MIT students to bring Elon Musk’s Hyperloop closer to reality
A group of engineer students from MIT has won right to design and test SpaceX co-founder Elon Musk’s Hyperloop concept, which envisions a transportation system that would move people in pods through reduced-pressure tubes at almost supersonic speed.
A team of students from the Massachusetts Institute of Technology outflanked more than 1,000 rivals to win a competition for the right to develop the innovative idea held at Texas A&M University in the city of College Station this Saturday.
“Our team embodies this spirit, comprised of 25 students across aeronautics, mechanical engineering, electrical engineering, and business management. We have also assembled an advisory board of brilliant professors and experienced industry leaders who have provided technical guidance and feedback,” says the MIT team’s official website.
The team presented a relatively light-weight pod (about 550 lbs or 250 kg), which is expected to travel at a max speed of 110 m/s.
Second place was claimed by Delft University of Technology of the Netherlands, third went to the University of Wisconsin, while Virginia Tech and the University of California, Irvine came in fourth and fifth respectively.
“What we really intended to do with the Hyperloop competition is spur interest in new forms of transportation. And I’m starting to think this is really going to happen,” said Musk to the crowd after the results were announced.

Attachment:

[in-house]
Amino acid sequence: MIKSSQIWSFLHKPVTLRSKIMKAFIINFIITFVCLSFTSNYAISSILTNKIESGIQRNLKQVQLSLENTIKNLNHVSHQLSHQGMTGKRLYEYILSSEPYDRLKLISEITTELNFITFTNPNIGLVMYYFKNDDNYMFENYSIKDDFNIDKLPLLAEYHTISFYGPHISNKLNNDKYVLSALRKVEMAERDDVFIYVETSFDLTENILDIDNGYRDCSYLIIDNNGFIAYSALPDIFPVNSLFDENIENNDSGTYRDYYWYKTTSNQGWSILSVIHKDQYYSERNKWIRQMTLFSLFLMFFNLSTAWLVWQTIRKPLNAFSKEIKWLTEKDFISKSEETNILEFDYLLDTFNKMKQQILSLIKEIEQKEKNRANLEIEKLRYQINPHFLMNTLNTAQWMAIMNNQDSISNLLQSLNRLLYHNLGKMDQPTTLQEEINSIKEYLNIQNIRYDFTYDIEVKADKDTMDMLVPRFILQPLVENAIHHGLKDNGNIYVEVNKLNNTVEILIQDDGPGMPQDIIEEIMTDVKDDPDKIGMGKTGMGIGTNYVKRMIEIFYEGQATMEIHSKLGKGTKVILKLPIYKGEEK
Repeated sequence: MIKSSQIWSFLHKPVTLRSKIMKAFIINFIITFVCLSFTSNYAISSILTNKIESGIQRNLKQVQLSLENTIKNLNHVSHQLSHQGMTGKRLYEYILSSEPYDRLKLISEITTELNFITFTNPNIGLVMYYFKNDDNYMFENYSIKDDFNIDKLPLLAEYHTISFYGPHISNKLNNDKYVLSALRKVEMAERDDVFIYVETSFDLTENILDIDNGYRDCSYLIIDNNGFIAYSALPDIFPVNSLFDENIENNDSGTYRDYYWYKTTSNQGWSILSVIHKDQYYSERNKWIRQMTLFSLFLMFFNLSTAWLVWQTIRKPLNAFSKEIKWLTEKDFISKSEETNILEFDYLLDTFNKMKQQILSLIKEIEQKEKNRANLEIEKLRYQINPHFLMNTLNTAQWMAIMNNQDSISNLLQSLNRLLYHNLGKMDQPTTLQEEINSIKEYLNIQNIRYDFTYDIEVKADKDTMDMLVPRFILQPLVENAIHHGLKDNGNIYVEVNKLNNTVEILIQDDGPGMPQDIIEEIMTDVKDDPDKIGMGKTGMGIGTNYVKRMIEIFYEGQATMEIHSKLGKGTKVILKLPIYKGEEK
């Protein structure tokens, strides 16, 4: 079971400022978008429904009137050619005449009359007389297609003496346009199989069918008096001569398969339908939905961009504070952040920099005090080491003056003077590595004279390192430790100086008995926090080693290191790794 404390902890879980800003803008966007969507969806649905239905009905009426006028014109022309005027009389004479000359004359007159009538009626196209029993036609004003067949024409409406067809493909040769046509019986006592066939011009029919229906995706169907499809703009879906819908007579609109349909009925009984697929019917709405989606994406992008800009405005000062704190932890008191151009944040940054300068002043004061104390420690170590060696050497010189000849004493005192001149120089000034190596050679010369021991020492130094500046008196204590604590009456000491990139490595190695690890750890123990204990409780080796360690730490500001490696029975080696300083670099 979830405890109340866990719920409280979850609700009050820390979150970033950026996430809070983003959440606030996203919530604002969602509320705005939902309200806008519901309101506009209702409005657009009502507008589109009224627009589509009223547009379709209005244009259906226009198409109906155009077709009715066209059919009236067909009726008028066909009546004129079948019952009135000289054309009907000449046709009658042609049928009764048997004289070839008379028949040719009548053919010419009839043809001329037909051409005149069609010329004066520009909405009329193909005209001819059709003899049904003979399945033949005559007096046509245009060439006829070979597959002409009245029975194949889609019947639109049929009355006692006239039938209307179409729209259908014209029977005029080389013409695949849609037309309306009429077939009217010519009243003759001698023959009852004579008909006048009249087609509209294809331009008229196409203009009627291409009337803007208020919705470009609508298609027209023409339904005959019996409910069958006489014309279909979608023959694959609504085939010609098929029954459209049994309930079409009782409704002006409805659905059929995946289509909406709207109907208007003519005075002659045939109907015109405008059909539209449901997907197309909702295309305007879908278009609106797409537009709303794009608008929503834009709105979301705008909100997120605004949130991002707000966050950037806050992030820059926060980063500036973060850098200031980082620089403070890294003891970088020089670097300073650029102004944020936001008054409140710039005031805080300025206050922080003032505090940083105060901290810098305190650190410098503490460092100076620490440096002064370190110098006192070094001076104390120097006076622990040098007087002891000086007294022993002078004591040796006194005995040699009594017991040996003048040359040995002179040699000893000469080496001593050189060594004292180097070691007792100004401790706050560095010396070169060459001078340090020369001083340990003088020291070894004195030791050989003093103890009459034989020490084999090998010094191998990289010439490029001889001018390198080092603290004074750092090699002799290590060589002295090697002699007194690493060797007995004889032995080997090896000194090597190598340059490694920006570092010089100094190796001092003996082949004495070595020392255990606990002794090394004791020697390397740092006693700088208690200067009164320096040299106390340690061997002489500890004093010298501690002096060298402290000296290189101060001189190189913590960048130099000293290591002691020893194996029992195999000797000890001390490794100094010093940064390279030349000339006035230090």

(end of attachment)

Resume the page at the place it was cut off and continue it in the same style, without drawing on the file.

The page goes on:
The first five teams will get a chance to test their capsule prototypes at a Hyperloop Test Track being built next to SpaceX’s headquarters in California.
“We’re going to test (the pods) at the highest possible speed on the 1.5 kilometer track, and of course you have to stop before the end. There will be a foam pit at the end so you might recover some pieces of your pod,” Musk also said.
The so-called Hyperloop is a project to create a high-speed transportation system involving pressurized capsules riding on air cushions inside a tube, which would be capable of carrying 20 to 30 people at a speed of about 700 mph (1,127 km/h).
The initial design documents published in 2013 proposed a route from Los Angeles to San Francisco that could be traversed in less than 35 minutes. The idea came to Musk as he was stuck in traffic in Los Angeles, thinking that there must be some way to avoid such an inconvenience.